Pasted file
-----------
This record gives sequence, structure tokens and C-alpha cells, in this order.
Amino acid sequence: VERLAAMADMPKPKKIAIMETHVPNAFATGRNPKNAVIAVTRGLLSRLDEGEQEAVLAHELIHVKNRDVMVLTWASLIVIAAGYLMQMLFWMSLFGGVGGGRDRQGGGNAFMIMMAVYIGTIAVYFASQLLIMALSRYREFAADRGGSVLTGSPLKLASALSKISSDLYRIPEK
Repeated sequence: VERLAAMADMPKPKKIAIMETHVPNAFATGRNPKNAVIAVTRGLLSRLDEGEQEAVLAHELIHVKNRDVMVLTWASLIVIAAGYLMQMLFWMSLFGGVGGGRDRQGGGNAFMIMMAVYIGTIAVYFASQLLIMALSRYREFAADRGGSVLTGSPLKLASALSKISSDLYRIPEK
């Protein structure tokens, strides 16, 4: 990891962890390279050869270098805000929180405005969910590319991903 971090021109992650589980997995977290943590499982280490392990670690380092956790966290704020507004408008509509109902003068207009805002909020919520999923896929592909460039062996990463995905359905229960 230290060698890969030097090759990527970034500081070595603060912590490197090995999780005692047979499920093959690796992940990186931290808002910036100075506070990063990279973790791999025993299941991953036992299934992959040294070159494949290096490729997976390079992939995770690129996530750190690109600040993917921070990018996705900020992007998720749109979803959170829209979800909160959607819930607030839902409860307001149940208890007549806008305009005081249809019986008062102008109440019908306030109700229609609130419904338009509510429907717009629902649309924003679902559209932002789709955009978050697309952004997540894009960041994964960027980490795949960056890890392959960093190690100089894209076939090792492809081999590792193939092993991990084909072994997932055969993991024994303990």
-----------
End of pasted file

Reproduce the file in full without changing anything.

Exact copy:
This record gives sequence, structure tokens and C-alpha cells, in this order.
Amino acid sequence: VERLAAMADMPKPKKIAIMETHVPNAFATGRNPKNAVIAVTRGLLSRLDEGEQEAVLAHELIHVKNRDVMVLTWASLIVIAAGYLMQMLFWMSLFGGVGGGRDRQGGGNAFMIMMAVYIGTIAVYFASQLLIMALSRYREFAADRGGSVLTGSPLKLASALSKISSDLYRIPEK
Repeated sequence: VERLAAMADMPKPKKIAIMETHVPNAFATGRNPKNAVIAVTRGLLSRLDEGEQEAVLAHELIHVKNRDVMVLTWASLIVIAAGYLMQMLFWMSLFGGVGGGRDRQGGGNAFMIMMAVYIGTIAVYFASQLLIMALSRYREFAADRGGSVLTGSPLKLASALSKISSDLYRIPEK
């Protein structure tokens, strides 16, 4: 990891962890390279050869270098805000929180405005969910590319991903 971090021109992650589980997995977290943590499982280490392990670690380092956790966290704020507004408008509509109902003068207009805002909020919520999923896929592909460039062996990463995905359905229960 230290060698890969030097090759990527970034500081070595603060912590490197090995999780005692047979499920093959690796992940990186931290808002910036100075506070990063990279973790791999025993299941991953036992299934992959040294070159494949290096490729997976390079992939995770690129996530750190690109600040993917921070990018996705900020992007998720749109979803959170829209979800909160959607819930607030839902409860307001149940208890007549806008305009005081249809019986008062102008109440019908306030109700229609609130419904338009509510429907717009629902649309924003679902559209932002789709955009978050697309952004997540894009960041994964960027980490795949960056890890392959960093190690100089894209076939090792492809081999590792193939092993991990084909072994997932055969993991024994303990």